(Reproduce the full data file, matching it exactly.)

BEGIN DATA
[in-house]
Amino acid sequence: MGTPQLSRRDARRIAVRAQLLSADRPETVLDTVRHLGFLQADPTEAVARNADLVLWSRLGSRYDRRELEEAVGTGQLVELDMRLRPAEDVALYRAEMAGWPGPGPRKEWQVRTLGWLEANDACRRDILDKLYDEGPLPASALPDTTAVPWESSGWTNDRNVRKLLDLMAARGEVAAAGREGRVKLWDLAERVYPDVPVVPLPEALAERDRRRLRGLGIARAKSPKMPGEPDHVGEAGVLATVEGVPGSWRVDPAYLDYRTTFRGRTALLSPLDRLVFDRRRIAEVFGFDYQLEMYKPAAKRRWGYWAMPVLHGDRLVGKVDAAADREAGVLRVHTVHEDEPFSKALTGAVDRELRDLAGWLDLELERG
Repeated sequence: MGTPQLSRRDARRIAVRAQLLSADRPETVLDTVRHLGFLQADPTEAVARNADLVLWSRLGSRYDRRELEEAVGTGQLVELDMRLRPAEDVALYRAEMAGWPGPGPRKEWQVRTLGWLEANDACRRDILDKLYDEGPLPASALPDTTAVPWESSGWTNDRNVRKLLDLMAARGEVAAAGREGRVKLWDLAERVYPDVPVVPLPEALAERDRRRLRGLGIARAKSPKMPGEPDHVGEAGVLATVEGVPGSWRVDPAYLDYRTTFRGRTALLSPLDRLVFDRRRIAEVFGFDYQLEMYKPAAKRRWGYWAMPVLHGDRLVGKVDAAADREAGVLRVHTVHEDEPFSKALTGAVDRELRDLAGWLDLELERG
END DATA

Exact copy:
[in-house]
Amino acid sequence: MGTPQLSRRDARRIAVRAQLLSADRPETVLDTVRHLGFLQADPTEAVARNADLVLWSRLGSRYDRRELEEAVGTGQLVELDMRLRPAEDVALYRAEMAGWPGPGPRKEWQVRTLGWLEANDACRRDILDKLYDEGPLPASALPDTTAVPWESSGWTNDRNVRKLLDLMAARGEVAAAGREGRVKLWDLAERVYPDVPVVPLPEALAERDRRRLRGLGIARAKSPKMPGEPDHVGEAGVLATVEGVPGSWRVDPAYLDYRTTFRGRTALLSPLDRLVFDRRRIAEVFGFDYQLEMYKPAAKRRWGYWAMPVLHGDRLVGKVDAAADREAGVLRVHTVHEDEPFSKALTGAVDRELRDLAGWLDLELERG
Repeated sequence: MGTPQLSRRDARRIAVRAQLLSADRPETVLDTVRHLGFLQADPTEAVARNADLVLWSRLGSRYDRRELEEAVGTGQLVELDMRLRPAEDVALYRAEMAGWPGPGPRKEWQVRTLGWLEANDACRRDILDKLYDEGPLPASALPDTTAVPWESSGWTNDRNVRKLLDLMAARGEVAAAGREGRVKLWDLAERVYPDVPVVPLPEALAERDRRRLRGLGIARAKSPKMPGEPDHVGEAGVLATVEGVPGSWRVDPAYLDYRTTFRGRTALLSPLDRLVFDRRRIAEVFGFDYQLEMYKPAAKRRWGYWAMPVLHGDRLVGKVDAAADREAGVLRVHTVHEDEPFSKALTGAVDRELRDLAGWLDLELERG